(c) To act on information submitted to its attention regarding alleged cases of arbitrary detention by sending urgent appeals and communications to concerned Governments to clarify and to bring to their attention these cases;

    (d) To conduct field missions upon the invitation of Government, in order to understand better the situations prevailing in countries, as well as the underlying reasons for instances of arbitrary deprivation of liberty;

    (e) To formulate deliberations on issues of a general nature in order to assist States to prevent and guard against the practice of arbitrary deprivation of liberty and to facilitate consideration of future cases;

    (f) To present an annual report to the Human Rights Council presenting its activities, findings, conclusions and recommendations.

    Furthermore, the Human Rights Council encourages the Working Group in fulfilling its mandate:

    (a) To work in cooperation and dialogue with all those concerned by the cases submitted to it, and in particular with States that provide information which should be given due consideration;

    (b) To work in coordination with other mechanisms of the Human Rights Council, with other competent United Nations bodies and with treaty bodies, bearing in mind the role of the Office of the United Nations High Commissioner for Human Rights in such coordination, and to take all necessary measures to avoid duplication with those mechanisms, in particular regarding the treatment of the communications it receives and field missions;

    (c) To carry out its task with discretion, objectivity and independence.


    The Human Rights Committee monitors States parties’ adherence to the International Covenant on Civil and Political Rights, which to date has 172 States parties. The Committee is made up of 18 members who are independent human rights experts drawn from around the world, who serve in their personal capacity and not as representatives of States parties.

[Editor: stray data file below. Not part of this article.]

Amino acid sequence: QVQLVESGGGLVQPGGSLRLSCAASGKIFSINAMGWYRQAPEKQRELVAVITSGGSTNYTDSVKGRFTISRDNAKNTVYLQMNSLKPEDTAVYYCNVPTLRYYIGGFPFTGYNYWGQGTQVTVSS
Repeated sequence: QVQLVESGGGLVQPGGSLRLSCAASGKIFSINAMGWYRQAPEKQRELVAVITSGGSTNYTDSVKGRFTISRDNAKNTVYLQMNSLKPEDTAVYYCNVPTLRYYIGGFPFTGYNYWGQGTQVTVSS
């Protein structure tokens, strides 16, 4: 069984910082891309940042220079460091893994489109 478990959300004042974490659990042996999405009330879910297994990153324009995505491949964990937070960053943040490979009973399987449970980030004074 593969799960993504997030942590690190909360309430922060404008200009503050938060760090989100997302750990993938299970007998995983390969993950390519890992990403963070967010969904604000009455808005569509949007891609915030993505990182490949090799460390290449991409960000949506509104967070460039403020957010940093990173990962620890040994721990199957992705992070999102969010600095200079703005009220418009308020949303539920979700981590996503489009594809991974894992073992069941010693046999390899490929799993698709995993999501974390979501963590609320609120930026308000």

Its Optional Protocol, which to date has 116 States parties, establishes the right of individuals to complain to the Committee against States which violated their human rights. The Optional Protocol imposes an international legal obligation on State parties to comply in good faith with the Committee’s Views. Further information on the individual complaints procedures before the Committees.


    We are sharing the WGAD’s and the CCPR’s opinions adopted regarding Turkey’s detention practices under the Emergency Regime

    Opinions adopted by the Human Rights Committee

    CCPR opinion on İsmet Özçelik, Turgay Karaman and I.A. dated 28 May 2019


    Opinions adopted by the Working Group on Arbitrary Detention

84/2020Osman Karaca vs. Cambodia and TurkeyA/HRC/WGAD/2020/84
66/2020 Levent Kart vs. TurkeyA/HRC/WGAD/2020/66
67/2020Ahmet Dinçer Sakaoğlu vs. TurkeyA/HRC/WGAD/2020/67
74/2020 Nermin Yasar vs. TurkeyA/HRC/WGAD/2020/74
47/2020 Kahraman Demirez, Mustafa Erdem, Hasan Hüseyin Günakan, Yusuf Karabina, Osman Karakaya and Cihan Özkan vs. Turkey and KosovoA/HRC/WGAD/2020/47
51/2020 Arif Komiş, Ülkü Komiş and four minors vs. Malaysia and Turkey) A/HRC/WGAD/2020/51
2/2020Abdulmuttalip Kurt vs. TurkeyA/HRC/WGAD/2020/2
29/2020Akif Oruç vs. TurkeyA/HRC/WGAD/2020/29
30/2020Faruk Serdar Köse vs Turkey A/HRC/WGAD/2020/30
79/2019Ercan Demir vs TurkeyA/HRC/WGAD/2019/79
53/2019Melike Göksan and Mehmet Fatih Göksan vs. TurkeyA/HRC/WGAD/2019/53
10/2019 Mustafa Ceyhan vs. Azerbaijan and TurkeyA/HRC/WGAD/2019/10
78/2018Hamza Yaman vs. TurkeyA/HRC/WGAD/2018/78
84/2018Andrew Craig Brunson vs, TurkeyA/HRC/WGAD/2018/84
42/2018Mestan Yayman vs. Turkey A/HRC/WGAD/2018/42
43/2018Ahmet Caliskan vs Turkey A/HRC/WGAD/2018/43
44/2018Muharrem Gençtürk vs Turkey A/HRC/WGAD/2018/44
11/2018Mesut Kaçmaz, Meral Kaçmaz and two minors vs. Pakistan and TurkeyA/HRC/WGAD/2018/11
1/2017Rebii Metin Görgeç vs Turkey A/HRC/WGAD/2017/1


Categories: International Advocacy, Judgments & Opinions, Unjust / Wrongful Convictions